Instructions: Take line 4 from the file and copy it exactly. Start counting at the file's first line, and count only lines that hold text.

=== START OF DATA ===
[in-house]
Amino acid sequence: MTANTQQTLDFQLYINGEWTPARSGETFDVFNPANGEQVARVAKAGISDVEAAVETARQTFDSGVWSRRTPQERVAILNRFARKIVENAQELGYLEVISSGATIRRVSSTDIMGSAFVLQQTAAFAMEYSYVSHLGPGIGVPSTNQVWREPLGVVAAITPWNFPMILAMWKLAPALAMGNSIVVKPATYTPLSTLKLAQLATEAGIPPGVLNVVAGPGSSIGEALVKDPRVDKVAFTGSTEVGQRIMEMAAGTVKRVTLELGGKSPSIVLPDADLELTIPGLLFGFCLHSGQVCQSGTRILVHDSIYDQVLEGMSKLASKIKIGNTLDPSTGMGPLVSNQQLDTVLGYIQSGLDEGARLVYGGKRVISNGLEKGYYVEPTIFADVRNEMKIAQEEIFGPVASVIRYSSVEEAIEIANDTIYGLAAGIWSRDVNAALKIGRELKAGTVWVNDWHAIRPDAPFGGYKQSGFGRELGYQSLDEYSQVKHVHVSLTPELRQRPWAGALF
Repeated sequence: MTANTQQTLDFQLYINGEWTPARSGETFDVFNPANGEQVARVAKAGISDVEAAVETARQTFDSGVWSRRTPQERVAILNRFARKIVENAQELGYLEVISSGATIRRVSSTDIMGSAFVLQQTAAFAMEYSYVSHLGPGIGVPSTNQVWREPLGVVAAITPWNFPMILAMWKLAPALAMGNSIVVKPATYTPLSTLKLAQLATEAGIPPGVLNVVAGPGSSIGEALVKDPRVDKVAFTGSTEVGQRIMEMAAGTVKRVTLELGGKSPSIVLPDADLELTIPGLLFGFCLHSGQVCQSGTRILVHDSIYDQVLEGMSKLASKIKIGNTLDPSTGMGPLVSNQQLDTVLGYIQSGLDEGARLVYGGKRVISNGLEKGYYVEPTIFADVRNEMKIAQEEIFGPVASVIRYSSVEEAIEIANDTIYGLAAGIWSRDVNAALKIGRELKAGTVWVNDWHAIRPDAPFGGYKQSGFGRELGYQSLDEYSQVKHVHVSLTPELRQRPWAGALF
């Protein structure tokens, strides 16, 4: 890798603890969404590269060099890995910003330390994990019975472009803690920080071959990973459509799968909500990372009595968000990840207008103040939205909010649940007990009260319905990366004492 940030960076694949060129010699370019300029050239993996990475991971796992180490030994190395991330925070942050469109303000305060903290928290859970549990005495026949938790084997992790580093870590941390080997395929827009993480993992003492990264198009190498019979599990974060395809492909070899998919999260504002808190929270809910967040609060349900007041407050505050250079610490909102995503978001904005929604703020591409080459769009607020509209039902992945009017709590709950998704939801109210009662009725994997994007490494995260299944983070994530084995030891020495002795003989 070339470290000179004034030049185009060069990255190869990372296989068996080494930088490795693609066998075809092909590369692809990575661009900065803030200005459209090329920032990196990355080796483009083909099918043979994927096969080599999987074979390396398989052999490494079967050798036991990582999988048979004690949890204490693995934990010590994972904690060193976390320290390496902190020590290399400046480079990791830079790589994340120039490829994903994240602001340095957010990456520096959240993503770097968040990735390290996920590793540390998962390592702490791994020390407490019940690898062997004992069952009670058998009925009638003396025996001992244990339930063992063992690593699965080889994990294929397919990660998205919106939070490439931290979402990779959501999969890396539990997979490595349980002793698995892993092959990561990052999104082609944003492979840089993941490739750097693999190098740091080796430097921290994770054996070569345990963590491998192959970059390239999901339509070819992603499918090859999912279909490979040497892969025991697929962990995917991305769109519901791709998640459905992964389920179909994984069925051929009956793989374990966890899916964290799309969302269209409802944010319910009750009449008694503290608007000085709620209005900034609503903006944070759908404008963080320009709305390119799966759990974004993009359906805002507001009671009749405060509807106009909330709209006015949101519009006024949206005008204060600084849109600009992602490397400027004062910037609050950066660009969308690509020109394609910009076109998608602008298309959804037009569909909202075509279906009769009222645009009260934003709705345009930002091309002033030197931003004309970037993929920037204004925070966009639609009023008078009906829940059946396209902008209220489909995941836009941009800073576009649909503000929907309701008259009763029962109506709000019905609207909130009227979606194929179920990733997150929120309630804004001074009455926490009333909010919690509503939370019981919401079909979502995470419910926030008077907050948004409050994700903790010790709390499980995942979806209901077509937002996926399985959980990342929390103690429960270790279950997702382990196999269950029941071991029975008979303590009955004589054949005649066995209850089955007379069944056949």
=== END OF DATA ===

């Protein structure tokens, strides 16, 4: 890798603890969404590269060099890995910003330390994990019975472009803690920080071959990973459509799968909500990372009595968000990840207008103040939205909010649940007990009260319905990366004492 940030960076694949060129010699370019300029050239993996990475991971796992180490030994190395991330925070942050469109303000305060903290928290859970549990005495026949938790084997992790580093870590941390080997395929827009993480993992003492990264198009190498019979599990974060395809492909070899998919999260504002808190929270809910967040609060349900007041407050505050250079610490909102995503978001904005929604703020591409080459769009607020509209039902992945009017709590709950998704939801109210009662009725994997994007490494995260299944983070994530084995030891020495002795003989 070339470290000179004034030049185009060069990255190869990372296989068996080494930088490795693609066998075809092909590369692809990575661009900065803030200005459209090329920032990196990355080796483009083909099918043979994927096969080599999987074979390396398989052999490494079967050798036991990582999988048979004690949890204490693995934990010590994972904690060193976390320290390496902190020590290399400046480079990791830079790589994340120039490829994903994240602001340095957010990456520096959240993503770097968040990735390290996920590793540390998962390592702490791994020390407490019940690898062997004992069952009670058998009925009638003396025996001992244990339930063992063992690593699965080889994990294929397919990660998205919106939070490439931290979402990779959501999969890396539990997979490595349980002793698995892993092959990561990052999104082609944003492979840089993941490739750097693999190098740091080796430097921290994770054996070569345990963590491998192959970059390239999901339509070819992603499918090859999912279909490979040497892969025991697929962990995917991305769109519901791709998640459905992964389920179909994984069925051929009956793989374990966890899916964290799309969302269209409802944010319910009750009449008694503290608007000085709620209005900034609503903006944070759908404008963080320009709305390119799966759990974004993009359906805002507001009671009749405060509807106009909330709209006015949101519009006024949206005008204060600084849109600009992602490397400027004062910037609050950066660009969308690509020109394609910009076109998608602008298309959804037009569909909202075509279906009769009222645009009260934003709705345009930002091309002033030197931003004309970037993929920037204004925070966009639609009023008078009906829940059946396209902008209220489909995941836009941009800073576009649909503000929907309701008259009763029962109506709000019905609207909130009227979606194929179920990733997150929120309630804004001074009455926490009333909010919690509503939370019981919401079909979502995470419910926030008077907050948004409050994700903790010790709390499980995942979806209901077509937002996926399985959980990342929390103690429960270790279950997702382990196999269950029941071991029975008979303590009955004589054949005649066995209850089955007379069944056949």